Gait and behavior in an IL1β‐mediated model of rat knee arthritis and effects of an IL1 antagonistKyle D. Allen Samuel B. Adams Jr Brian A. Mata Mohammed F. Shamji Elvire Gouze Liufang Jing Dana L. Nettles L. Daniel Latt Lori A. Setton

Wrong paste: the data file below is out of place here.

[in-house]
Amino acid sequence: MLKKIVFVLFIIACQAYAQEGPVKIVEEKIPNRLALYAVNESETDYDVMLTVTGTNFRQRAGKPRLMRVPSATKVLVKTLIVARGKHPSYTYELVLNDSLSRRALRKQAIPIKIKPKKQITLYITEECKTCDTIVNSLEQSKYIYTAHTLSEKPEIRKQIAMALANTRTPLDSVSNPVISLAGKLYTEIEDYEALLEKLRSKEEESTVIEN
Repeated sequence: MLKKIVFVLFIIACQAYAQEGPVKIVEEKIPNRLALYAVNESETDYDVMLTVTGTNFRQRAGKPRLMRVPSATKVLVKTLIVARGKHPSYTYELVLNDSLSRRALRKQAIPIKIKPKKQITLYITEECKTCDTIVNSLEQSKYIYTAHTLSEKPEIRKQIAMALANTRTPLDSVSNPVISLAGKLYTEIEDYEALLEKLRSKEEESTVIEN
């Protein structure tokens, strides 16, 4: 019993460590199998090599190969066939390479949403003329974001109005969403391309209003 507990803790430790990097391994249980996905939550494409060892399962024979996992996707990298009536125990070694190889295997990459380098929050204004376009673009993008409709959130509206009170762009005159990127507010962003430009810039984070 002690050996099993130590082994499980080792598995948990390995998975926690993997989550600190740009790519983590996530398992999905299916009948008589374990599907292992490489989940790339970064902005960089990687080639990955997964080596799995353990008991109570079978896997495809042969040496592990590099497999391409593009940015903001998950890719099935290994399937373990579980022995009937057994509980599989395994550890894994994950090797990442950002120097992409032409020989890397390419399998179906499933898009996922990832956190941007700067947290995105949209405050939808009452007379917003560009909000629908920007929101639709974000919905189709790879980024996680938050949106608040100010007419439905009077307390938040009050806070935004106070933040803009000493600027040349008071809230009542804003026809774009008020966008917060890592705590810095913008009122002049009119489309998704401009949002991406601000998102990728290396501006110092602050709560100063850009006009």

Interleukin‐1 beta (IL1β) is a proinflammatory cytokine that mediates arthritic pathologies. Our objectives were to evaluate pain and limb dysfunction resulting from IL1β over‐expression in the rat knee and to investigate the ability of local IL1 receptor antagonist (IL1Ra) delivery to reverse‐associated pathology. IL1β over‐expression was induced in the right knees of 30 Wistar rats via intra‐articular injection of rat fibroblasts retrovirally infected with human IL1β cDNA. A subset of animals received a 30 µl intra‐articular injection of saline or human IL1Ra on day 1 after cell delivery (0.65 µg/µl hIL1Ra, n = 7 per group). Joint swelling, gait, and sensitivity were investigated over 1 week. On day 8, animals were sacrificed and joints were collected for histological evaluation. Joint inflammation and elevated levels of endogenous IL1β were observed in knees receiving IL1β‐infected fibroblasts. Asymmetric gaits favoring the affected limb and heightened mechanical sensitivity (allodynia) reflected a unilateral pathology. Histopathology revealed cartilage loss on the femoral groove and condyle of affected joints. Intra‐articular IL1Ra injection failed to restore gait and sensitivity to preoperative levels and did not reduce cartilage degeneration observed in histopathology. Joint swelling and degeneration subsequent to IL1β over‐expression is associated limb hypersensitivity and gait compensation. Intra‐articular IL1Ra delivery did not result in marked improvement for this model; this may be driven by rapid clearance of administered IL1Ra from the joint space. These results motivate work to further investigate the behavioral consequences of monoarticular arthritis and sustained release drug delivery strategies for the joint space.